Top 10 tips hikers need to know for
Mailbox Peak Hike
I went up the new trail and down the old trail on July 14, 2018.
I packed light and alternated between jogging and “striding out“ on the steep sections. It took me 1 hour 40 minutes to the top.
Here’s what I learned:
- Parking is a nightmare. Instead of battling for a parking space, park 10 mins down the road at Twin Falls Middle School. Bring $2.75 (each way, so $5.50 total) or your Orca card to pay the fare. There is a sandwich board where to stand for the shuttle, which comes ever 10-15 minutes. You can’t miss it, and it beats the hassle of parking. If you do park at the lot, you’ll need a Discover Pass.Note: there are pit toilets at the parking lot once you get dropped off from the shuttle and you walk uphill. Please close the lid of the toilet, guys.
- Once dropped off by the shuttle, walk up the paved hill until you get to a gate across a gravel road (on your left). Just look for the big gate/bar across the road… That is the start of the trail. Follow this gravel road uphill until you get to the trailhead. (You’ll see a sign) Head left, and walk uphill until you get to the top!Note: these directions are for the “new trail.“ If you want the “old trail,” keep going up this gravel road until you come to another sign on your left that indicates Mailbox Peak. Head left and up!
- Most important tip: bring water. Seriously bring LOTS of water. There are no creeks, streams, or lakes. I jogged/fast-walked the entire thing, so I wasn’t hiking long, so I thought I could get away with just 2 liters. I STILL ran out of water 1/2 way down. Sure I survived, but I felt pretty gross driving back. Recommendation: bring a gallon of water. Yes it’s an obscene amount, but you will thank me. You will have a difficult time choking down that much water, so sprinkle some Kool-Aid powder or power aid mixture to give you an incentive to drink it.
- Mailbox at the top: Bring a sticker for the mailbox. Don’t be that guy who puts food in the mailbox. That’s why there are flies everywhere—from the person that day who put a box of raisins to cook in the mailbox.
- Old trail? Or new trail? Unless you are in marathon running shape, do NOT take the old trail up OR down. The old trail is very technical with lots of roots. Seriously you can’t walk 12 inches without getting your foot caught on a root, which is exhausting (or challenging!).Recommendation: take the “new trail.” The volunteers who put the new trail together did an absolutely INCREDIBLE job with it. It’s smooth, rolling, and easy to pass people (double wide!). You will thank me! But if you choose the old trail, unless you run Spartan races continuously, you will tell yourself “We should’ve listened to that review on AllTrails.”)
- Sunscreen, yes or no? Virtually the entire trail is shaded, which is perfect for summer hiking. Up until the last part, when you hop out onto the exposed rock, only then do you start to bake. Recommendation: right before you come out of the trees, slather up. Seriously the sun is 27,000,000°F and your dreams of your “light sunburn turning into a tan” is only an illusion.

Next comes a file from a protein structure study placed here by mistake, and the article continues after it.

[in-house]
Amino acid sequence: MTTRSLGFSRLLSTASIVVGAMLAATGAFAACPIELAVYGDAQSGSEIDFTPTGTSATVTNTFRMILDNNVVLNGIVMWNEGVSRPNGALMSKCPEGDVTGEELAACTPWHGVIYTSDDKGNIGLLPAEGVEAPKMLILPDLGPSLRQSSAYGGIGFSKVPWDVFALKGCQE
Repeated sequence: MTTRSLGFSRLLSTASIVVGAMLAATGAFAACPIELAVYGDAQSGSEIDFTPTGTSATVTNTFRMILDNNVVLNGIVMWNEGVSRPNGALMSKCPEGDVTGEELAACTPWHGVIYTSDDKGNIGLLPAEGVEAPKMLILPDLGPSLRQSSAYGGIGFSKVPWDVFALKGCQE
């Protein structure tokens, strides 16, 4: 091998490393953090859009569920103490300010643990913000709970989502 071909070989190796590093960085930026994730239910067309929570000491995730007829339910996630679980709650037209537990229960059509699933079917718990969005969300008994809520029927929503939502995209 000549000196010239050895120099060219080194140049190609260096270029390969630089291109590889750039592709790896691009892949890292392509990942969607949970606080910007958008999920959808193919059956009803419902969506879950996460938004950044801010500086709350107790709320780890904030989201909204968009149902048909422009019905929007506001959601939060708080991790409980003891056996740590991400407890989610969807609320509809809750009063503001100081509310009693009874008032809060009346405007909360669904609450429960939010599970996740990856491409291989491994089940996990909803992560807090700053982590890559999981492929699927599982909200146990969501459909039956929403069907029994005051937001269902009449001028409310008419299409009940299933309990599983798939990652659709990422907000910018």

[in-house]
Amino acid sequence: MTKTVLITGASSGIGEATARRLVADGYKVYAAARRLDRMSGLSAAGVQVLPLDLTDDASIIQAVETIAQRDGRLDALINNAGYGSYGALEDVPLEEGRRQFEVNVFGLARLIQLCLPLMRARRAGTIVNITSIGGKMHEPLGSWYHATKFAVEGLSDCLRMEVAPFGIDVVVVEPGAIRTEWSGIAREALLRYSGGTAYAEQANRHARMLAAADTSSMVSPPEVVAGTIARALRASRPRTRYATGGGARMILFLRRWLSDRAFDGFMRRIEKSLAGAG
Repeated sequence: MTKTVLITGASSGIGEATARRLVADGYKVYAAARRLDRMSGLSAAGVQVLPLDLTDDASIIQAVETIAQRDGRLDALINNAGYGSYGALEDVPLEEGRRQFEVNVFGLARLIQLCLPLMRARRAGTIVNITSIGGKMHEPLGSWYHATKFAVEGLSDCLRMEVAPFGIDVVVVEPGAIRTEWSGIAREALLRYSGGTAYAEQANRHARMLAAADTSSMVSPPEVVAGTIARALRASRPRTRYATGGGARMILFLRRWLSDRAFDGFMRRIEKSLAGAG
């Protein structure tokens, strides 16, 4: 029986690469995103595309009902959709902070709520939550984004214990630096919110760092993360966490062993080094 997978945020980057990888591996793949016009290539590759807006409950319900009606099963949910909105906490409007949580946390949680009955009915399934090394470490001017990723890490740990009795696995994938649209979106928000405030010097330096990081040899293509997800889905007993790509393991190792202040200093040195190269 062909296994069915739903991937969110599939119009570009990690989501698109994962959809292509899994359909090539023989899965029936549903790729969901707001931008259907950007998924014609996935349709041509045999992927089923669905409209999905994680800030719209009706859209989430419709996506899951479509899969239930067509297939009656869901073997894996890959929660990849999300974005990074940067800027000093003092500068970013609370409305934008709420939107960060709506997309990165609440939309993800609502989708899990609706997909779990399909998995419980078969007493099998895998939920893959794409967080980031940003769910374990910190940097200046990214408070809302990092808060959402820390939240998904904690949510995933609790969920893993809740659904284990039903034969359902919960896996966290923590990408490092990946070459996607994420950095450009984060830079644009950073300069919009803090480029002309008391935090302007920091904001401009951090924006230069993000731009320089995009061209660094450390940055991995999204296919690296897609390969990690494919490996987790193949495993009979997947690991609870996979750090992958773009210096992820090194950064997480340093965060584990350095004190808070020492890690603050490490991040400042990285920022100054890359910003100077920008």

- Beer at the top? Yes, getting to the summit is exhilarating, but celebrating by drinking a diuretic is the last thing you want to do to your body. Remember, when you’re at the top you are only 50% done with the hike. 90% of mountaineering accidents happen on the way DOWN, when fatigue is setting in and gravity is pulling you down. You need to be on your A-game going downhill, not buzzed. Save the beer for when you get home, and even then re-hydrate. If you insist on sipping a beer at the top, just know there are a lot of people laughing at your pretentious hipster self.
- 10 Essentials: bring them. From a first aid kit (including mole skin) to a flashlight. The only thing: bug repellent isn’t really necessary. There is no standing water nearby, and odds are when you are sitting up on the summit, away from the mailbox, there will be a slight breeze to keep the bugs away.Tip: trekking poles will save your knees if you are hiking. Running? They will get in the way.
- Save cell phone battery life: Using the All Trails app to record your hike, right after you press “record“ (at the start of your hike of course) switch your phone into airplane mode. This will save your battery and it will still be tracking your GPS signal. Tested on a very well-used battery on aniPhone 6s, and still had 80% battery life after the entire hike.
- Dogs: there are quite a few. I love seeing them. Butplease if you’re a dog owner, bring bags for the dog poo and pack it out. Don’t kick the poop off the trail into the bushes… I know it’s “natural“and there are a lot of animals that poop in the woods, but we can still smell it fermenting—especially after 100 dogs/day go on the trail. Plus dog poop has a very distinct odor that tends to ruin the moment. And of course, lots of water for doggo!Overall, the Mailbox Peak Hike is a hike that every Washington hiker must go on.